It’s been 25 years since the downtuned guitar duo helped pioneer a sonic path that changed metal. Here they reveal how dealing with the loss of heroes and friends informed their 13th studio album, The Nothing.
There are big rock bands, and then there are bands that completely change the sonic landscape. Korn is definitely one of the latter. The moment this Bakersfield 5-piece’s first single, “Blind” hit the airwaves in the mid ’90s, grunge died, hip-hop was adopted by the heavy rock crowd, and Metallica was no longer the metal band to beat. From that point on, metal had to be down-tuned, groovy, and exceptionally twisted.
Their impact on the guitar was even more dramatic. The band’s earth-moving use of the Ibanez 7-string guitar brought more notoriety to the design than the instrument’s guitar-hero designer, Steve Vai, ever did. And when they paired these extended range instruments with Mesa/Boogie Triple Rectifiers, a gut-rumbling sound was pounded into the metal-guitar vernacular that has remained a standard to this day.
Korn enjoyed a meteoric rise to fame, but the sound they fearlessly pioneered, now called nu-metal, was soon aped by thousands of me-too bands who watered down its impact and created a tidal wave of backlash. Down-tuned riffing, emotionally frightening vocals, and hip-hop influence were now to be avoided like the plague. However, Korn—guitarist Brian “Head” Welch, guitarist James “Munky” Shaffer, vocalist Jonathan Davis, bassist Reginald “Fieldy” Arvizu, and Ray Luzier on drums (Luzier replaced David Silveria in 2007)—always seemed to be the one band to maintain their loyal fanbase and continue delivering the goods.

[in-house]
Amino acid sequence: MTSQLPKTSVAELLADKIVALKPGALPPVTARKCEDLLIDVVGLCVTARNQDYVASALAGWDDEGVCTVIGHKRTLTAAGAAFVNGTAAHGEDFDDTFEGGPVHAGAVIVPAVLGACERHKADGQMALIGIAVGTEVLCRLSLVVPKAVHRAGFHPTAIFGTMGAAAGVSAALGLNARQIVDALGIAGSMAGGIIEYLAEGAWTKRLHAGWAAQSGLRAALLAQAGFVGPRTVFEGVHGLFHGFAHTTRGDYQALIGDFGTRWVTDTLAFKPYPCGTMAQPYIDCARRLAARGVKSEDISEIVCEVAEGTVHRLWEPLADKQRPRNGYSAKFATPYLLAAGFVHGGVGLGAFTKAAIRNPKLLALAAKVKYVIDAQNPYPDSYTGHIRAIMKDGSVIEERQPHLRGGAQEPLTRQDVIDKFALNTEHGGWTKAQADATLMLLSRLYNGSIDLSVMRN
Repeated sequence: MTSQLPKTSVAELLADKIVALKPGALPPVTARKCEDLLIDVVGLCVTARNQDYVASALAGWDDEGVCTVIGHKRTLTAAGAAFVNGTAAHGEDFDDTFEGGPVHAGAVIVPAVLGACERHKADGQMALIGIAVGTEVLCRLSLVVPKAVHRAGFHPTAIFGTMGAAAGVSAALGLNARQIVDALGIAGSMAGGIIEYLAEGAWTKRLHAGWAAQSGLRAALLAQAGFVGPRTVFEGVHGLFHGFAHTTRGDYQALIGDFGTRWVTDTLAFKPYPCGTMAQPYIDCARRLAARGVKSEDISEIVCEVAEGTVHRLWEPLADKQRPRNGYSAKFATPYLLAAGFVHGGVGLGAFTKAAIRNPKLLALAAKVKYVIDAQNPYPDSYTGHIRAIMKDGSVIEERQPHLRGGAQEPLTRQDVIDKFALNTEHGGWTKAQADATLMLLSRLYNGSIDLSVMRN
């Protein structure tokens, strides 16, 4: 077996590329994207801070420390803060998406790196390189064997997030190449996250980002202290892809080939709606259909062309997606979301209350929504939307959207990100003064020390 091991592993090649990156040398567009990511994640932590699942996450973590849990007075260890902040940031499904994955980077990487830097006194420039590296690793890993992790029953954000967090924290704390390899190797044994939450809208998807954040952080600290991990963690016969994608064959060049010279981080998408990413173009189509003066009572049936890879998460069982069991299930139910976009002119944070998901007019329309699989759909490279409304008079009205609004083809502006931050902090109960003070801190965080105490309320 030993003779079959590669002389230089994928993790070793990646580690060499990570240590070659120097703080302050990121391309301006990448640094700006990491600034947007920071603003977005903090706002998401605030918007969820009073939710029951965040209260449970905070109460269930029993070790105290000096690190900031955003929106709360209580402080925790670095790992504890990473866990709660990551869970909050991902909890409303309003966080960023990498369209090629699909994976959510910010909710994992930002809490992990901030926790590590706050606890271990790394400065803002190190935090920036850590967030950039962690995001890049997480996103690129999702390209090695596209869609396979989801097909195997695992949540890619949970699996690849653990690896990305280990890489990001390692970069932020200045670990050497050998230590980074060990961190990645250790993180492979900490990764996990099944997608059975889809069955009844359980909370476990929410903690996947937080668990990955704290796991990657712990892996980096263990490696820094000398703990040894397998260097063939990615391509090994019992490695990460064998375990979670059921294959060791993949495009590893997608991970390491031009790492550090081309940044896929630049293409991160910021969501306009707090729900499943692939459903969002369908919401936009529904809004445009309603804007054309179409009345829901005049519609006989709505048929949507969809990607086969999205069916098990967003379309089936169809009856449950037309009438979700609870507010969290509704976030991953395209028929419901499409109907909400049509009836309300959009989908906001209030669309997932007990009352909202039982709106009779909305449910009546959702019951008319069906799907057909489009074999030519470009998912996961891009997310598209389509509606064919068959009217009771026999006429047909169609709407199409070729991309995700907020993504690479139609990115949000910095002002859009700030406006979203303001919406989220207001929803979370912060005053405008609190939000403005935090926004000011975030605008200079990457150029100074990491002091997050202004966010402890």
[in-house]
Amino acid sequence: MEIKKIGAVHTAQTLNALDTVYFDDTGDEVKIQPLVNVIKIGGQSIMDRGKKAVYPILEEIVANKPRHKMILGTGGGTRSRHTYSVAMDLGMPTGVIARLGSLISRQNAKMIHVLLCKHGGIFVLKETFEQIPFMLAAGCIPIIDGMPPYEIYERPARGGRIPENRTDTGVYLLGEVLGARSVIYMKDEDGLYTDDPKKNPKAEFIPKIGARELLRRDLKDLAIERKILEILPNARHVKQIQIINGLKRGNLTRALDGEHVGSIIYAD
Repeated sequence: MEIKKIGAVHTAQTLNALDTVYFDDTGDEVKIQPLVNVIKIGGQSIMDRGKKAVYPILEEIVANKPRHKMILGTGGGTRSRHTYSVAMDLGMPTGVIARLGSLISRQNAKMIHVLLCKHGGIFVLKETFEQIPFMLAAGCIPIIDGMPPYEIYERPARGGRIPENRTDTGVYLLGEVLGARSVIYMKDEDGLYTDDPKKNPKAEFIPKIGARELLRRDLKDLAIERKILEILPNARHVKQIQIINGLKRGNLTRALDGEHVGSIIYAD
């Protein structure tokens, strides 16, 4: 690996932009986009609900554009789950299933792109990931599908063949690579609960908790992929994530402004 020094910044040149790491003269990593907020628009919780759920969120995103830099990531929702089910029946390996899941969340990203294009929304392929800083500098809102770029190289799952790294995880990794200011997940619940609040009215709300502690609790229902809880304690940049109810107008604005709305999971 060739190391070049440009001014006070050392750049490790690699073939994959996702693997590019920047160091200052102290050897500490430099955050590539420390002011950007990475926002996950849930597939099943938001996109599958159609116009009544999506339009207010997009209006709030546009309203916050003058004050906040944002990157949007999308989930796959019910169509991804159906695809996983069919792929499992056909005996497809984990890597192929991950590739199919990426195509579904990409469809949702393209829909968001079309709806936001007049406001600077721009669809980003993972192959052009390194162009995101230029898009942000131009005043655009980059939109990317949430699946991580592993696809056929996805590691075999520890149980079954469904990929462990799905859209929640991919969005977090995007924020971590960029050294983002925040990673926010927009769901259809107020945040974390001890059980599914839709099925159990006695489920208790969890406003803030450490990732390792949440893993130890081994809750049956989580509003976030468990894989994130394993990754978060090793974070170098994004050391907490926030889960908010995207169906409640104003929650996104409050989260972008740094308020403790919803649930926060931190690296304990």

That’s thanks in large part to their willingness to experiment with their winning formula. After Brian “Head” Welch temporarily left the band in 2005, they began taking some chances with their music that kept fans scratching their heads. See You on the Other Side (2005) boasted a hefty list of co-writing credits with pop mega-hit writers like Matrix, responsible for such chart-topping artists as Shakira, Avril Lavigne, and Britney Spears. Then came 2011’s The Path of Totality, which blended in a massive dose of EDM heavyweights, including Skrillex, Noisia, and Excision.
Since then, Head rejoined his brothers in Korn, officially in 2013. And, with his help, they’ve begun steering the massive ship back to their beloved, gut-pummeling, emotion-wrenching sound.
“The first record with me back [Paradigm Shift] was more electronic-based with a little bit of heavy mixed in,” he remembers. “But [Serenity of] Suffering was heavy. And now this one’s even more. It’s been a process of making sure everyone can enjoy making music and enjoy Korn.”
Longing for heavy riffs was only part of what has brought the band roaring back. The last few years have also been filled with personal and professional tragedy, including the death of Davis’ ex-wife and some of their most celebrated peers and heroes in the music industry. Needless to say, they had plenty to write about when they hit the studio, and it all culminated in their most recent offering, The Nothing.
The album opens with Korn’s trademark bagpipes as Davis’ familiar roar mixes with his equally identifiable pain-filled cries. As soon as the album’s first full song, “Cold,” kicks into gear, it’s clear that Korn has returned. But it’s the album’s fifth track, “Idiosyncrasy,” that may be the best example of their current sonic incarnation. From the clicking slap bass and pulverizing metal tones to the “Got the Life”-like disco-drum beat in the chorus, everything that made the band great is on full display. And each of these elements has been given a shot of adrenaline, making them heavier, groovier, and more powerful than they’ve ever been.
Much of that power can be attributed to producer Nick Raskulinecz, who has built an impressive resume helping such iconic bands as Rush, Alice in Chains, and Mastodon maximize the impact of their unique attributes. And he does it while continually pushing the bands for more than even they knew they were capable of.